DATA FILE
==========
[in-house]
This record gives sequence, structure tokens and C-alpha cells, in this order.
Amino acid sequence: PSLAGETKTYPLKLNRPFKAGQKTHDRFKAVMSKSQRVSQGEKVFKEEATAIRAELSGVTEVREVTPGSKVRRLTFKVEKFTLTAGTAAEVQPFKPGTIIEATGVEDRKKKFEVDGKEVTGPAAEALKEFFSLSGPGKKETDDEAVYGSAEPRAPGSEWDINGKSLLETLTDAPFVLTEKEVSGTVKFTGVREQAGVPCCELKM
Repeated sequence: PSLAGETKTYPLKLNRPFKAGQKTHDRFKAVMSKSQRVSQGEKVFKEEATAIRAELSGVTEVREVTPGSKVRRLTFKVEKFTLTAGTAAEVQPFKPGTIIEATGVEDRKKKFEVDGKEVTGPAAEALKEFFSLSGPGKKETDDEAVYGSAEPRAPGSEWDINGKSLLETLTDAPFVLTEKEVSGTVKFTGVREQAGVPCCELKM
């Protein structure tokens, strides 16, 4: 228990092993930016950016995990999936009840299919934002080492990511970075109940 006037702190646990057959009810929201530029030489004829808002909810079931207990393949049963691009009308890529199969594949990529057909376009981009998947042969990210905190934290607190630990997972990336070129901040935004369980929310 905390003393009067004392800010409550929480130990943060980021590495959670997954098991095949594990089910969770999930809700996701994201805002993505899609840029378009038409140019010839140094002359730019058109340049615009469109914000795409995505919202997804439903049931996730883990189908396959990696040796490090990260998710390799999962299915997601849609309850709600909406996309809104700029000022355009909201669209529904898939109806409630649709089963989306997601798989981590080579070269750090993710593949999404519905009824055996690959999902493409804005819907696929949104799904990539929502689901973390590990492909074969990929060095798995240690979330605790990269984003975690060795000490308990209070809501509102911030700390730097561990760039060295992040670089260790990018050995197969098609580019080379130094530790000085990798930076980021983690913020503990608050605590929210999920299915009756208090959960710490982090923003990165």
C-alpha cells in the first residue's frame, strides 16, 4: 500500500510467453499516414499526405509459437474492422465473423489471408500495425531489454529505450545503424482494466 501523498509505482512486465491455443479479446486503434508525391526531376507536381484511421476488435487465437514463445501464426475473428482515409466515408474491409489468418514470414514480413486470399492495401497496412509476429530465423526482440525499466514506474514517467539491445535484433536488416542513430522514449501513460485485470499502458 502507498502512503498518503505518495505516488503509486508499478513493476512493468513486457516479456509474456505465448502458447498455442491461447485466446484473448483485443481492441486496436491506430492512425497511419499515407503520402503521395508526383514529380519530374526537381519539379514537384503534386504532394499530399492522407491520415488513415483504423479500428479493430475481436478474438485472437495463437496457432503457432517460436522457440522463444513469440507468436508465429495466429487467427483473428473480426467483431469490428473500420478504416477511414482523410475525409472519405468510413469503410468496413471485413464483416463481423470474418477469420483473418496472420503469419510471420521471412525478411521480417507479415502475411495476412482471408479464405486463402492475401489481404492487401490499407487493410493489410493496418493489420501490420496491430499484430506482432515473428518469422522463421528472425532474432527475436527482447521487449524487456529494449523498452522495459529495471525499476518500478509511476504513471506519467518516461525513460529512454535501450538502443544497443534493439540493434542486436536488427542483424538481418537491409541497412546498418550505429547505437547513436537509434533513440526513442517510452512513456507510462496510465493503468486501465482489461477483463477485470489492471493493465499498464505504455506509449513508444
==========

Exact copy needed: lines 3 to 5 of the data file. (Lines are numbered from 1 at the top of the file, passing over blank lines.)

Amino acid sequence: PSLAGETKTYPLKLNRPFKAGQKTHDRFKAVMSKSQRVSQGEKVFKEEATAIRAELSGVTEVREVTPGSKVRRLTFKVEKFTLTAGTAAEVQPFKPGTIIEATGVEDRKKKFEVDGKEVTGPAAEALKEFFSLSGPGKKETDDEAVYGSAEPRAPGSEWDINGKSLLETLTDAPFVLTEKEVSGTVKFTGVREQAGVPCCELKM
Repeated sequence: PSLAGETKTYPLKLNRPFKAGQKTHDRFKAVMSKSQRVSQGEKVFKEEATAIRAELSGVTEVREVTPGSKVRRLTFKVEKFTLTAGTAAEVQPFKPGTIIEATGVEDRKKKFEVDGKEVTGPAAEALKEFFSLSGPGKKETDDEAVYGSAEPRAPGSEWDINGKSLLETLTDAPFVLTEKEVSGTVKFTGVREQAGVPCCELKM
């Protein structure tokens, strides 16, 4: 228990092993930016950016995990999936009840299919934002080492990511970075109940 006037702190646990057959009810929201530029030489004829808002909810079931207990393949049963691009009308890529199969594949990529057909376009981009998947042969990210905190934290607190630990997972990336070129901040935004369980929310 905390003393009067004392800010409550929480130990943060980021590495959670997954098991095949594990089910969770999930809700996701994201805002993505899609840029378009038409140019010839140094002359730019058109340049615009469109914000795409995505919202997804439903049931996730883990189908396959990696040796490090990260998710390799999962299915997601849609309850709600909406996309809104700029000022355009909201669209529904898939109806409630649709089963989306997601798989981590080579070269750090993710593949999404519905009824055996690959999902493409804005819907696929949104799904990539929502689901973390590990492909074969990929060095798995240690979330605790990269984003975690060795000490308990209070809501509102911030700390730097561990760039060295992040670089260790990018050995197969098609580019080379130094530790000085990798930076980021983690913020503990608050605590929210999920299915009756208090959960710490982090923003990165």